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'Unfair' super rule costing Aussie workers $10,000

Young Aussies are missing out on $885 per year in superannuation.

Composite image of people walking in the city and Australian money and wallet. Superannuation concept.
Young Aussies are being locked out of the superannuation system, leaving them worse off at retirement. (Source: Getty)

Thousands of Aussie workers are being left worse off at retirement, thanks to an ‘unfair’ and ‘out-of-date’ superannuation rule.

Under the current superannuation laws, workers aged under 18 are not entitled to compulsory super contributions unless they work more than 30 hours a week for the same employer.

New modelling by Industry Super Australia found about 375,000 young workers were being locked out of the superannuation system because of this law, costing them $330 million a year.

The average under-18 worker is missing out on an extra $885 per year in super contributions. Because of compound interest, these contributions would have grown to $10,200 by retirement age.

Industry Super Australia is calling for the 30-hour-per-week threshold to be removed, and said it discriminated against young people at the start of their working life.

“This is an out-of-date law that discriminates against our youngest workers just as they’re starting out. It’s unfair and the law needs to be modernised,” Industry Super Australia chief executive Bernie Dean said.

“Locking thousands of teen workers out of our world-class retirement-savings system is not giving them the super start to work they deserve. How can we explain that young workers don’t get super while an older colleague doing the same job does?”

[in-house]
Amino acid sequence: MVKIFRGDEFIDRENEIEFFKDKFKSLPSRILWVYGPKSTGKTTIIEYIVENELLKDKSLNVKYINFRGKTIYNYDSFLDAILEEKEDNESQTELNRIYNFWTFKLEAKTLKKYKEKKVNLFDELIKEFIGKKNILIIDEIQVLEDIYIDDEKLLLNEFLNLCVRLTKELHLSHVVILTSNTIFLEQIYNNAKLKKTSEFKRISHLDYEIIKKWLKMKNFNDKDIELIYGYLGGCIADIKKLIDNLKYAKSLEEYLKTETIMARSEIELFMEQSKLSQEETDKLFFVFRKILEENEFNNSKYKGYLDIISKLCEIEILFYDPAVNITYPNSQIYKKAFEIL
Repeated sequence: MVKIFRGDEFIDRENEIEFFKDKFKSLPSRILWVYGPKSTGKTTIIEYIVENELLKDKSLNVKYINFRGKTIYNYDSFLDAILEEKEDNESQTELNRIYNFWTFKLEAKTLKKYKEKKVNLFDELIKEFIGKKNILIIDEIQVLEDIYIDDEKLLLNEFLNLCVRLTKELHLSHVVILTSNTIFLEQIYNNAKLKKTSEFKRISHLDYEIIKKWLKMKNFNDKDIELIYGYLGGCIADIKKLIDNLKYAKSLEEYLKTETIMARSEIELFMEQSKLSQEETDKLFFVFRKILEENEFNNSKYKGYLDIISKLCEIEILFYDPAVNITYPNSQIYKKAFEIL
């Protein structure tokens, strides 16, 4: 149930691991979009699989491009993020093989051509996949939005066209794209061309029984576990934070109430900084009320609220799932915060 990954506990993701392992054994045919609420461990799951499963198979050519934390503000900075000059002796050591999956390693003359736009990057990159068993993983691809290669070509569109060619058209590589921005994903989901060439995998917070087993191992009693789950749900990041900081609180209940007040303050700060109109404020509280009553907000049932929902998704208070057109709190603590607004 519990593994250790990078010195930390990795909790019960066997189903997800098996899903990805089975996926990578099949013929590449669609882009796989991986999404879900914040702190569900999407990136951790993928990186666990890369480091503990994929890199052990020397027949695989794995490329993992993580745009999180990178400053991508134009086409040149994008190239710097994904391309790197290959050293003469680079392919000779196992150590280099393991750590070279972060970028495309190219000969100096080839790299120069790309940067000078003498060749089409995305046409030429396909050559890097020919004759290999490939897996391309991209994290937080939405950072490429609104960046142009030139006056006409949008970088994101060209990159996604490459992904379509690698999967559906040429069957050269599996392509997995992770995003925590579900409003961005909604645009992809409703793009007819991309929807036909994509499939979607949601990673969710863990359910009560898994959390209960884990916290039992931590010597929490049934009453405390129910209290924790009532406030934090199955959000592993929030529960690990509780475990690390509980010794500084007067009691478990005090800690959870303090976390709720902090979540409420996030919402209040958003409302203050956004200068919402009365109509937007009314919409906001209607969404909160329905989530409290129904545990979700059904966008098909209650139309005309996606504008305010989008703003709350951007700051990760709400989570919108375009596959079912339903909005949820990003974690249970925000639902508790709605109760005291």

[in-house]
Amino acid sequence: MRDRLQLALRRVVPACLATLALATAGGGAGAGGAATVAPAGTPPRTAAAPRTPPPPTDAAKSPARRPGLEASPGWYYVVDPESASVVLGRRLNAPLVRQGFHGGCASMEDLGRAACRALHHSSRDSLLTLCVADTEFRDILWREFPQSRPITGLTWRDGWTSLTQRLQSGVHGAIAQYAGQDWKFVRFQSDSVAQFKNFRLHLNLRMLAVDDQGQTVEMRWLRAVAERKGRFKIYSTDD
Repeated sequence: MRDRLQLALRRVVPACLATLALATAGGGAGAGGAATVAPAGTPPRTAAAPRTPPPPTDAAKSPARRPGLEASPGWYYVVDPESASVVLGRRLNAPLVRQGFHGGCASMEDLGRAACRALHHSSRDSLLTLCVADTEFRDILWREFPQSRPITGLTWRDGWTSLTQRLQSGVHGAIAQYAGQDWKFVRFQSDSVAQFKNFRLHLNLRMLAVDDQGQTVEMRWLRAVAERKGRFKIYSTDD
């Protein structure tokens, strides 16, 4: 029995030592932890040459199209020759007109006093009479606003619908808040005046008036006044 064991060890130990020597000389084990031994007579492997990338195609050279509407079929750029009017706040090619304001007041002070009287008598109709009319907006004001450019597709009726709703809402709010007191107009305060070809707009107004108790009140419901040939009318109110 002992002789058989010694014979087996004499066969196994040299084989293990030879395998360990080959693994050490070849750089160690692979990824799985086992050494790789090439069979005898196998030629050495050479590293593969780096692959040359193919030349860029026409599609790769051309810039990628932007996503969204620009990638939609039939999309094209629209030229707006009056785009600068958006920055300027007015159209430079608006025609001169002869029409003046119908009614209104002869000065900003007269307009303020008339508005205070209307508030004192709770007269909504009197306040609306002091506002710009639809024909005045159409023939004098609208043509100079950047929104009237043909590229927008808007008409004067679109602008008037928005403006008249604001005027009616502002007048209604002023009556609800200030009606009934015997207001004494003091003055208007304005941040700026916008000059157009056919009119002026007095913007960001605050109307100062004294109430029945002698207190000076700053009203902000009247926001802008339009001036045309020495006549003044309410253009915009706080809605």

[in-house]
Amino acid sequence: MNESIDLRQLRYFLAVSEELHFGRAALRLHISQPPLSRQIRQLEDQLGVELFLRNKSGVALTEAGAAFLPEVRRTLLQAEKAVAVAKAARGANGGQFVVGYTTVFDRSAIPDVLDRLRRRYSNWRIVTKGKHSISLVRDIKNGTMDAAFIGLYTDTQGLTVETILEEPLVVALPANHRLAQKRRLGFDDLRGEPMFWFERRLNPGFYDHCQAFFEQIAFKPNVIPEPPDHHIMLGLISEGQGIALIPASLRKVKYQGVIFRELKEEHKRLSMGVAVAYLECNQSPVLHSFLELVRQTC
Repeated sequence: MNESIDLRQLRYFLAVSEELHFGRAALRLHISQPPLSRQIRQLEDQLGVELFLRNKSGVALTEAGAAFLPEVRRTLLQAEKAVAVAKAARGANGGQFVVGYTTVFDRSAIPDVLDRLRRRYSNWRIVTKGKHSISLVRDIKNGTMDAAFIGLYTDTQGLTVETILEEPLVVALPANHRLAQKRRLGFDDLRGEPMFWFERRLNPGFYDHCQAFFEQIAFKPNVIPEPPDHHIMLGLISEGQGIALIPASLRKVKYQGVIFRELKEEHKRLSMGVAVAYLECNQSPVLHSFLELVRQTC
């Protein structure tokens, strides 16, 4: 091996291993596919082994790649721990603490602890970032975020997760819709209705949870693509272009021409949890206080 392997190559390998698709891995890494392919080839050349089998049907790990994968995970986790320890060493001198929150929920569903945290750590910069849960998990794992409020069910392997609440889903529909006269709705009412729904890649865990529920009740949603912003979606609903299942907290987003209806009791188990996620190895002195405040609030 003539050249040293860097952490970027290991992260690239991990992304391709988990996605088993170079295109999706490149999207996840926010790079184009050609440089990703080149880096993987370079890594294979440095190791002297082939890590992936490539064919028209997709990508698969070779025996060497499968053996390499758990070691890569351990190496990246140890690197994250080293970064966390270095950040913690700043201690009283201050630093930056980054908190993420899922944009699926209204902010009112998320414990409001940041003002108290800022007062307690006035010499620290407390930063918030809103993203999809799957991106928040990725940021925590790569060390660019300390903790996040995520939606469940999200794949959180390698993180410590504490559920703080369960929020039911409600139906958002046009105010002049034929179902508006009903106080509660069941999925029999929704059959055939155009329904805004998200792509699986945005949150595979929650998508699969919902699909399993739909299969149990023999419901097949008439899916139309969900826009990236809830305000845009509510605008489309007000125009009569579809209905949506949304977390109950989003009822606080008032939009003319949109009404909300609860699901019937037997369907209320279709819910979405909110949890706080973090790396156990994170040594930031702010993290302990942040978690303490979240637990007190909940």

Removing the threshold would also ease the administrative burden on employers who were currently required to monitor which employees exceeded the threshold each week, Industry Super Australia said. This can be particularly difficult given the casual nature of the workforce and when super is paid quarterly.

Most under-18s missing out

The vast majority (92 per cent) of under-18s usually work fewer than 30 hours per week in their main job. Despite this, paid work is ongoing for many underage workers, with 75 per cent employed for six to 12 months a year.

When super was first introduced in 1992, the decision to exclude under-18s from super contributions was due to concerns that small super balances would be eroded by fees and insurance.

But, since April 2020, super funds have not been able to offer insurance automatically to new members if they are under 25 and their account balance is less than $6,000. There are also caps on fees.

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